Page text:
It’s not very often that we feature folk singers here on Ribbon Around a Bomb. Don’t worry guys, I’m not gonna go all Joni Mitchell on your ass anytime soon, but… Yanka Dyagileva.
Virtually unknown in her native Russia until after her death, Yanka Dyagileva was originally active in the Siberian punk scene, providing back-up vocals for Omsk punk outfit Grazhdanskaya Oborona (Russian for “Civil Defense.”)
By the mid-late ‘80s, Yanka was penning her own songs- haunting, acoustic post-punk ballads. (Is there such a thing as that? YES.) Although I don’t understand the lyrics, I’ve read that they are generally anti-establishment.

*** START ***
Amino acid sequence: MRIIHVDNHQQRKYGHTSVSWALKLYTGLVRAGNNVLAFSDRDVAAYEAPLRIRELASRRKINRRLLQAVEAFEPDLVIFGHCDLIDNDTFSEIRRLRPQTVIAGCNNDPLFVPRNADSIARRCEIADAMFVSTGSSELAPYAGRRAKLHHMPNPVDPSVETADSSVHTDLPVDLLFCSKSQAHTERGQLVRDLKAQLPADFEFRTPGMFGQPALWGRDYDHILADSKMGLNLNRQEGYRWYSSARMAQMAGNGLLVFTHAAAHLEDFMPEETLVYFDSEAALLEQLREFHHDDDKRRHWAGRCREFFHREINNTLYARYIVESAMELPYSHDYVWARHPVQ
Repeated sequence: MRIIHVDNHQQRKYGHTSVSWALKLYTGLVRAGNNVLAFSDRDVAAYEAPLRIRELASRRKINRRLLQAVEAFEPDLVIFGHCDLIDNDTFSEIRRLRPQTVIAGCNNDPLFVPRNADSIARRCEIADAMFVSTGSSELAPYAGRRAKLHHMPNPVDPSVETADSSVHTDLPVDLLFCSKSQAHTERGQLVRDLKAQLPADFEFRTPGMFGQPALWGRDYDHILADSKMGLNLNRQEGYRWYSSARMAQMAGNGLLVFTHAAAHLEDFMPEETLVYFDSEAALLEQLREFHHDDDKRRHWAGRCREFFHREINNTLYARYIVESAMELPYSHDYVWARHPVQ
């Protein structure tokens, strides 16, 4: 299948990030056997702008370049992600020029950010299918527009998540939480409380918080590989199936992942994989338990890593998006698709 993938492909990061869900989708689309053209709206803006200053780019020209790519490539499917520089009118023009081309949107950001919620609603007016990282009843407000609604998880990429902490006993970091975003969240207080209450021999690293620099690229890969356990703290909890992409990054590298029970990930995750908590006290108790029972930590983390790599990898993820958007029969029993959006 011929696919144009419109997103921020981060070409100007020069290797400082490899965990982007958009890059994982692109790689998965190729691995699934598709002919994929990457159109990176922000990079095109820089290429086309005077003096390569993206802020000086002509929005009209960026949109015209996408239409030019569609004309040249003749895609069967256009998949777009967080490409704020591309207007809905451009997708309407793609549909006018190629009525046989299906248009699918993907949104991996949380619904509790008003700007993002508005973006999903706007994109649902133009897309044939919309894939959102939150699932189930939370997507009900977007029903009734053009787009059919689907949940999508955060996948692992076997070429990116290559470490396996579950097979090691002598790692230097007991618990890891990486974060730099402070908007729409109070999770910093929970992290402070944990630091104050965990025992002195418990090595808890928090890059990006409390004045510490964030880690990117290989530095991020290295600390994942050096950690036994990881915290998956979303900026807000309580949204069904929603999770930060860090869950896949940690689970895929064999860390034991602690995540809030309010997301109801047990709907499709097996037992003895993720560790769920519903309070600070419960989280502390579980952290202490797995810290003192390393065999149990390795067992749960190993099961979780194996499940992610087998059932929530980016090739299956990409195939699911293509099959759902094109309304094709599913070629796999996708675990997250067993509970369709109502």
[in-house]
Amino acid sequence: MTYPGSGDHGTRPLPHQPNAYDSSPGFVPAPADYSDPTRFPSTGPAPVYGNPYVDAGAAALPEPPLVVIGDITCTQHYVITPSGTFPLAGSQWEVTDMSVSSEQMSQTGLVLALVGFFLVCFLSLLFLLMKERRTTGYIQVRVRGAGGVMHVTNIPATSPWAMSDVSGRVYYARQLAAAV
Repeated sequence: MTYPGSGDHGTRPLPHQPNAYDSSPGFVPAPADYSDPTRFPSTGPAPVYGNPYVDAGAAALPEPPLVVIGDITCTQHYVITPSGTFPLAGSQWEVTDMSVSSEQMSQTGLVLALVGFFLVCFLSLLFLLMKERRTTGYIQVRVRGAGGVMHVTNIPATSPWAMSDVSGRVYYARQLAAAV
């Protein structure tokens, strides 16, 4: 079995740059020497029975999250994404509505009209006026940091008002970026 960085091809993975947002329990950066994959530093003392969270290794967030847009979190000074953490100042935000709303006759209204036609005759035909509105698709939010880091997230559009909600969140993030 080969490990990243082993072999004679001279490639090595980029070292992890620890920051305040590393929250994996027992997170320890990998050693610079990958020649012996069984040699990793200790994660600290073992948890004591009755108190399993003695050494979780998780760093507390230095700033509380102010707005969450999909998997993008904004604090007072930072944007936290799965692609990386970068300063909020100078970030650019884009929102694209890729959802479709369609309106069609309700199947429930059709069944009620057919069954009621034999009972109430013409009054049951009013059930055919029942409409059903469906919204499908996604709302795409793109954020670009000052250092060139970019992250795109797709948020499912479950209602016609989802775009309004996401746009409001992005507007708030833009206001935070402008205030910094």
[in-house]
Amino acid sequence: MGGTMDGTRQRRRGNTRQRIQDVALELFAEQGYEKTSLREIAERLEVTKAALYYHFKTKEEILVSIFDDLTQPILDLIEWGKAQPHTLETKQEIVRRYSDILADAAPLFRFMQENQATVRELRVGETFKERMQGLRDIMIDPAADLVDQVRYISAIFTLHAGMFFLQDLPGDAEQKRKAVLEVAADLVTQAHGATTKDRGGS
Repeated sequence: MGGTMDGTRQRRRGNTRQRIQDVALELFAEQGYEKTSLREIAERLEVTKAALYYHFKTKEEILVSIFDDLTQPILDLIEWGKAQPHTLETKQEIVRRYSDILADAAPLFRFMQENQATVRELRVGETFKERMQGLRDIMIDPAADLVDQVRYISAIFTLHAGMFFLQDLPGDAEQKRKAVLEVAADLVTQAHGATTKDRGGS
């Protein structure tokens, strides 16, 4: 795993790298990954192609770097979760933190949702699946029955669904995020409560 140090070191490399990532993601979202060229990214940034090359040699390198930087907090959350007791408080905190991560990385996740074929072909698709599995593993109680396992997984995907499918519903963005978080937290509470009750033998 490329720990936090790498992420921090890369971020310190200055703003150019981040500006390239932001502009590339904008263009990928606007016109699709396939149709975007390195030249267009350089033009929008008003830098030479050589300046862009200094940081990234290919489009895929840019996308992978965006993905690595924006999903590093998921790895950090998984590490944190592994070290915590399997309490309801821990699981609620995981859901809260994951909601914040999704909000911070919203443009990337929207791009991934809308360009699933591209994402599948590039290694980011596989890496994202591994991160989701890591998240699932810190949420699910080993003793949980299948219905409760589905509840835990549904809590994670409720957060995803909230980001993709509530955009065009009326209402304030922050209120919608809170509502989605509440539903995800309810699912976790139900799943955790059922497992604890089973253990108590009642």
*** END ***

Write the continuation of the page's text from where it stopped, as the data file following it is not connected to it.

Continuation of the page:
It wouldn’t be doing her justice to call her a “Soviet Nico,” so I won’t. Except that I just did. Anyway, I’ve recently fallen in love with several of her songs, these two being my favorites:
Yanka’s world (and the Soviet Union) began to crumble in the late ‘80s. In 1991, she drowned herself in the Inya River, and the world lost a wonderful talent at the age of 24.
If you happen to know Russian, there is a pretty comprehensive-lookin’ tribute site here.